Well, to see the answer, you have to go back to The Social Network, the wonderful film about the birth of the company. It was about the war between Zuckerberg and the preppy Winklevoss brothers over the paternity of Facebook. It was a feud that began at Harvard, and in many ways the environment resembled Oxbridge – gowns, rowing, fusty old traditions, oak-panelled dining halls. And yet what struck me as deeply un-British, and unlike Oxbridge, was the maniacal determination of these undergraduates to get rich, the single-mindedness with which they set about it – and their unalloyed joy in success. Making money seemed to them a good thing, even a great thing, and these days it is not clear how widely shared that assumption is in this country.
Let us imagine a British Zuckerberg. He and his fellow billionaires would be the object not just of envy, but of resentment. There would be debates in Parliament, instigated by Ed Miliband, about the scale of his prospective wealth, and whether it was tolerable in a fair society. Wherever he lived, the British Zuckerberg would be tracked down by anti-capitalist protesters, and even now, in all likelihood, the pop-up tents would be appearing on his lawn. His new-found wealth, in short, would not be the subject of simple amazement. It would provoke amazement and a fair degree of rage; and that – to put it mildly – is not a climate that is conducive to wealth creation.
It is one thing to object to bonuses that are explicitly funded by the taxpayer. It is another thing to start attacking “Mammon” of any kind – because as my old schoolmate Ed Miliband has found, it is very hard to make a distinction between “good” enterprises and “bad” enterprises, between good money and bad money, between profit that is socially useful and profit that is not socially useful. In the general confusion, there is a danger that banker-bashing will metastasise into an all-round scorn for all varieties of money-making instinct – and I can’t believe that is in the economic interests of the country.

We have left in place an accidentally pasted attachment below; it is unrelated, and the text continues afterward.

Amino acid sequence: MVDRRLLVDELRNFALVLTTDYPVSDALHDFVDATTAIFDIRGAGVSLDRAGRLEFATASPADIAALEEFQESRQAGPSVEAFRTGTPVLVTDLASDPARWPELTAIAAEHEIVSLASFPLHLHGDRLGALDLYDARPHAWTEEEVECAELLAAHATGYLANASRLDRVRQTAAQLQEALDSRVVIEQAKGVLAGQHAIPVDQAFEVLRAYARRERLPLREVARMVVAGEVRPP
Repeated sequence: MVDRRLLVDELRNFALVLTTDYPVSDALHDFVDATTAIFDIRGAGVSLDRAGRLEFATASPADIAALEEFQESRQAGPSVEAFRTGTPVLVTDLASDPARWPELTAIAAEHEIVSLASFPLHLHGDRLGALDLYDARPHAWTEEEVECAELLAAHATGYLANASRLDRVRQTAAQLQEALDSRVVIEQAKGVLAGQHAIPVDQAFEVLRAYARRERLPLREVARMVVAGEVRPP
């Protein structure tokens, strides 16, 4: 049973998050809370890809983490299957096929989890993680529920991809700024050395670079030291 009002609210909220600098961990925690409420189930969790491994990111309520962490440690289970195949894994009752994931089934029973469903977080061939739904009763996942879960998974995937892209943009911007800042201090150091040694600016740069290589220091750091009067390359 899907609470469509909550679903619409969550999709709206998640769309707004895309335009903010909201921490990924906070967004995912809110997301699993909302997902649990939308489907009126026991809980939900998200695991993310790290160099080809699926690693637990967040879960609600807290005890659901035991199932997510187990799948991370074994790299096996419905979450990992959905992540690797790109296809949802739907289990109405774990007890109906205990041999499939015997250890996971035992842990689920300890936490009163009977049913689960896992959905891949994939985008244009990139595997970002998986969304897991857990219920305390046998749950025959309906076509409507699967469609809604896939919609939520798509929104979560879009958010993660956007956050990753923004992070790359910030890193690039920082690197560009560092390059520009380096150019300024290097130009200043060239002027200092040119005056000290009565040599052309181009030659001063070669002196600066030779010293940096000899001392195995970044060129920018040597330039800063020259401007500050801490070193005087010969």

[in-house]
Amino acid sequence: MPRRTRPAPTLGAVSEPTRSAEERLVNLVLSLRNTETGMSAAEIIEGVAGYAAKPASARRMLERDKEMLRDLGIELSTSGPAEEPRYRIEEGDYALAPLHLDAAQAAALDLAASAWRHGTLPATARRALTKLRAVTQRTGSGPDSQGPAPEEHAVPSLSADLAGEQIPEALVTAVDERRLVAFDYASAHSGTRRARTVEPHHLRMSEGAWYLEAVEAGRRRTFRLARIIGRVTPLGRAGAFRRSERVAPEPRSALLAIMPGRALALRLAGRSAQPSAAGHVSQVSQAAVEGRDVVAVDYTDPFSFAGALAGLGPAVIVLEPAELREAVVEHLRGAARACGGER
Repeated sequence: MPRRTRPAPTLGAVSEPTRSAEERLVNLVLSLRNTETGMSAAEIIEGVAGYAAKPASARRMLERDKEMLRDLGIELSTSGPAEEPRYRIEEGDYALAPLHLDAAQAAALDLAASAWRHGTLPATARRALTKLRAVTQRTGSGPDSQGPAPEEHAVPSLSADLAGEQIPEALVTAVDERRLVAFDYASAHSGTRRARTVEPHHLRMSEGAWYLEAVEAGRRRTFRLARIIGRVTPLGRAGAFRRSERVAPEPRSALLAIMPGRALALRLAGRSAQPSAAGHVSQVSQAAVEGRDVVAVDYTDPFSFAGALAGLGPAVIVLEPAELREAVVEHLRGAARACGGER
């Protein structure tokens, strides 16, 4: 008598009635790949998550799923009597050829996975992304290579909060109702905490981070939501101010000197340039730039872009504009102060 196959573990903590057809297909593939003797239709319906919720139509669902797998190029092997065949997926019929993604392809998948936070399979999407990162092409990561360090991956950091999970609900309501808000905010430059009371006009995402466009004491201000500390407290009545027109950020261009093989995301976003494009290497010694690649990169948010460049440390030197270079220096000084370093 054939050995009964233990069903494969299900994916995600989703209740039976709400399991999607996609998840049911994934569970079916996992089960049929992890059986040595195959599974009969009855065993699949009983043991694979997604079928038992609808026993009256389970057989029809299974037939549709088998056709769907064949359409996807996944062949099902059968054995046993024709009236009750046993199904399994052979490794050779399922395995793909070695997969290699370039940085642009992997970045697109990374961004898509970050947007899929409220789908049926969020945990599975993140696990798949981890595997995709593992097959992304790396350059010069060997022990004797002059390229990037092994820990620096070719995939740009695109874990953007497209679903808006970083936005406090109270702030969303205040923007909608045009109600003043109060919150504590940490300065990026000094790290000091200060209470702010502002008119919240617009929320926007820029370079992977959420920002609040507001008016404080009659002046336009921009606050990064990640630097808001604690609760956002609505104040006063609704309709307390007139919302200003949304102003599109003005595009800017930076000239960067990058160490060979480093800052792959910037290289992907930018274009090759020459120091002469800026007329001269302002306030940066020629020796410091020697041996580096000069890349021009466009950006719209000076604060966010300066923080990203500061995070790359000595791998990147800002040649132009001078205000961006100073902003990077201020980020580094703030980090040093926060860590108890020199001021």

We need to stop wasting our energy in hating the disgusting affluence of the top 1 per cent, and we need to start doing more for the bottom 20 per cent. The poor and needy will always deserve help, in taxation and in philanthropy – but we can’t expect to generate either, on the scale of the Americans, if we continue to denigrate wealth-creators. In the US, unemployment is now falling sharply, in contrast to Europe and indeed to this country. Jobs are being created, not least because America is full of people who are not only scrabbling to be the next Mark Zuckerberg, but who know that if they make it they will receive admiration from their fellow Americans, rather than chippiness and disgust.
I have no idea whether the myriad Facebook investors are correct in their potential valuation of this company. I don’t pretend to grasp the economics of the web, which seems to me to be a colossal destroyer of value, reducing the price of text, music, images and voice telephony to virtually nil. But one thing is for sure. If the Facebook bubble bursts, the investors won’t blame Zuckerberg. They will shrug their shoulders and gamble on something else.
It’s called capitalism. It’s about ideas, energy, innovation and reward, and we need to remember that for all its defects, humanity has yet to come up with a better way to run an economy.